I returned home to New York for spring break and was able to enjoy a change of scenery. That entailed a slower pace from the usual workings of a college environment: sleeping without an alarm clock, reading a classic for leisure rather than for a daunting paper that would count for thirty percent of my final grade, and yes, watching a real life Cinderella tale unfold before my very eyes in the form of a Harvard men’s basketball victory over the highly favored New Mexico team.
After coming back to campus and exchanging spring break stories with my friends, I noticed certain similarities—sleeping in and catching up with old friends for example—and then of course there were differences—the thing each person missed most about spring break and the specific aspects of their spring break that generated the most excitement out of them.
Spring break for me was a reflection, a time to reflect on college and what I would like my time to be after or away from it, and an actual reflection of the different sides of myself. My spring break, my friends’ spring breaks, and your spring break all have this one idea in common, if nothing else.
Reflection, whether conscious or unconscious and wanted or unwanted, unites all great and young thinkers. And it isn’t limited to epiphanic experiences away from school; a great deal of reflection occurs through the extracurriculars we choose to involve ourselves in. Much like your spring break, extracurriculars are not only for stepping away from coursework; they also supplement your academic experience.
So why do your parents and advisors encourage extracurriculars? Why do employers like to see extracurriculars on a resume? And what is it about extracurriculars that make them such a popular topic of discussion among friends and classmates?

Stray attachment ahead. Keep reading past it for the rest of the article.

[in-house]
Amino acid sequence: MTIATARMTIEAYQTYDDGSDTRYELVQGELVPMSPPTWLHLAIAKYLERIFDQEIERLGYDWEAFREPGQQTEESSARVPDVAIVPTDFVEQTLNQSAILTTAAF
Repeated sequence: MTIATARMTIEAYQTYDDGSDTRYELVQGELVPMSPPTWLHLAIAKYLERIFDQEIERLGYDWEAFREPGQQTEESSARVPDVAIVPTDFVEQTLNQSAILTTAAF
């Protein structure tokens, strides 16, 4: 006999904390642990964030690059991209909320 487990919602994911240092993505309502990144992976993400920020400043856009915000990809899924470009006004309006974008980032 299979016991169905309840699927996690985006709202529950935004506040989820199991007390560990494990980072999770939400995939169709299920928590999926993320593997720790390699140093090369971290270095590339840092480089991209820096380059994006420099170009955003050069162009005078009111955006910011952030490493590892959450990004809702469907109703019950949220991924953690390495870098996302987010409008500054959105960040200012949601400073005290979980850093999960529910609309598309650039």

Extracurriculars provide a window into your hopes and dreams, interests, and well, just you in general. Sure, they allow you to gain more experience in your chosen field. And yes, they do help you meet new people and make great networking connections. Going beyond that, extracurriculars play a big part in preserving your sanity. They give you the opportunity to learn something new about and express yourself. They also represent uniqueness; most schools offer a wide range of extracurricular activities to support a diverse student body. Extracurriculars showcase your differences and help develop a clearer sense of individuality.
A lot of soul searching and career considerations occur outside the classroom. That makes extracurriculars as important, if not more, as academics. The take away point is that extracurriculars should be taken seriously. The more effort you put into your extracurriculars, the more you will benefit. Many of us accept that extracurriculars are important; it is understanding why they are important to you that will help you get the most out of them and your entire school experience.